Muslims convene, reach out

Iowa City, Ia. - Aminah Assilmi turns over an undistinguished gray stone in her right hand to reveal sky-blue quartz crystals that have formed on the inside.

This is her symbol of inner truth. It is her "rock of Islam."

Assilmi, director of the International Union of Muslim Women, helped organize the first statewide Muslim conference, which concludes today in Iowa City.

While the inaugural Iowa Muslims Convention is about promoting Islam, organizers say it is also an indicator of how much the religion is being embraced in the state.

"The face of Iowa is changing," said Jeryl Watson, a 39-year-old Des Moines resident who traveled to Iowa City for the conference. Watson, who converted to Islam two years ago, was one of the first to arrive for Jumuah, a special congregational prayer every Friday afternoon.

More than 60 men gathered in a converted wood-and-brick house that, for the past two decades, has served as this city's mosque. Most were university students such as Imam Ali Barghouthi, who says the Muslim's religious lifestyle presents a challenge at U.S. colleges. Wisam Samarah, a 24-year old University of Iowa graduate student, recalled the strange looks he would get from American students when he washed his feet, face and forearms in the communal sink during his undergraduate days in Washington, D.C.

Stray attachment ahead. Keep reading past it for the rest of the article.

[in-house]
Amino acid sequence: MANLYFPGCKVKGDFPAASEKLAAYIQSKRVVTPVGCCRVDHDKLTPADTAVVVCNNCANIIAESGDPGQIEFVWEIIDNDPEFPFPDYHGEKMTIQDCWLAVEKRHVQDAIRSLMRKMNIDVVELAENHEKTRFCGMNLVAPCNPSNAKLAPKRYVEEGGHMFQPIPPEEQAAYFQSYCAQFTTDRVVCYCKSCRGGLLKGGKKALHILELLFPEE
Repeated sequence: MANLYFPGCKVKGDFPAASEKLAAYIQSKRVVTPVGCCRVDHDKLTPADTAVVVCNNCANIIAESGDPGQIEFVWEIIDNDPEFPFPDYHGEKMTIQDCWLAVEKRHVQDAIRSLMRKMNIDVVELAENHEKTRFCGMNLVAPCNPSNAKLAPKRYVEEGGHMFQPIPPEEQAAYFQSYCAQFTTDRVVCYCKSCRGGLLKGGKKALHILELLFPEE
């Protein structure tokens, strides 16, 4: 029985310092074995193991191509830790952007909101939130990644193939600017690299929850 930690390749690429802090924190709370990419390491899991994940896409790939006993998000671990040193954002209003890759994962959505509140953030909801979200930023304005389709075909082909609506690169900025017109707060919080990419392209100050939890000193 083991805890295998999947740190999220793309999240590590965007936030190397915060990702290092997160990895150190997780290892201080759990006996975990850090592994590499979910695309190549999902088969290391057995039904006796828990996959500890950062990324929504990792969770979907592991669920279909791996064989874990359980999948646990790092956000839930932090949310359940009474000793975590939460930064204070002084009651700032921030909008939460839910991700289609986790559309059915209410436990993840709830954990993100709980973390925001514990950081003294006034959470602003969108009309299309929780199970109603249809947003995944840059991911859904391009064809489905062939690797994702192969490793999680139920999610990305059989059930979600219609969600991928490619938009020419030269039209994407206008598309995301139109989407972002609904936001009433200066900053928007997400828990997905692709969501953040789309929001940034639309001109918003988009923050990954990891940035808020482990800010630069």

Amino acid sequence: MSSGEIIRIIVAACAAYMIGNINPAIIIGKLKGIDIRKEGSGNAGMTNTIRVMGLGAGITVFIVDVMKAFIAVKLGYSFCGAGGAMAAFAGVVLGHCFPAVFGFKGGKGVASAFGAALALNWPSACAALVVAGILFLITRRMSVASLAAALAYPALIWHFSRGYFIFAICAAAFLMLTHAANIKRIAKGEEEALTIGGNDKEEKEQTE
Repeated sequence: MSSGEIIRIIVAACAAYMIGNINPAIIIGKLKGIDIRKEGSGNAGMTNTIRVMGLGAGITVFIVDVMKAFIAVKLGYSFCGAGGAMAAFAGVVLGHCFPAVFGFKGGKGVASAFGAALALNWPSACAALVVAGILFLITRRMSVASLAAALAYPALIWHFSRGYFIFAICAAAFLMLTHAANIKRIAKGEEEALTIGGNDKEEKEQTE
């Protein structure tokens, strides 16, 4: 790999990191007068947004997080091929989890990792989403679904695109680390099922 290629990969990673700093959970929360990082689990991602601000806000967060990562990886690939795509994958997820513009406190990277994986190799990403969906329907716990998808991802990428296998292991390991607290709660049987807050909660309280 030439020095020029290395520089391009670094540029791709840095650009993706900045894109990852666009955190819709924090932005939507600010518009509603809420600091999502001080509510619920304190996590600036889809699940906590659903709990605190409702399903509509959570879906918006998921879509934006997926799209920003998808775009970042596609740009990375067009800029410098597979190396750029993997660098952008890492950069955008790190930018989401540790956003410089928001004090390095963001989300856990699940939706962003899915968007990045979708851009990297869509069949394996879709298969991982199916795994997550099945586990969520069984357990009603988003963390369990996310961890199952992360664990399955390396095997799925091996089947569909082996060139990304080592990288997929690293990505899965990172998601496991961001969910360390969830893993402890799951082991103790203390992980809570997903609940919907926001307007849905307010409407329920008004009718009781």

Organizers of the convention say it is their goal to "have a significantly positive impact in America by helping their state, and so their country, face the challenges of moral decadence."

There is a designated room on the U of I campus where Muslim students can pray.

While Muslims have made progress toward acceptance in traditional American society, stereotypes remain. They complain that too many Americans, for example, still think that all Muslims are terrorists.

Assilmi has hope. Pulling out a thin black box where a frail amber crystal rests on a bed of cotton, she tells of where it formed: on the inside of a smokestack.

"This tells me that Allah can make something good out of the worst that man can produce," she said.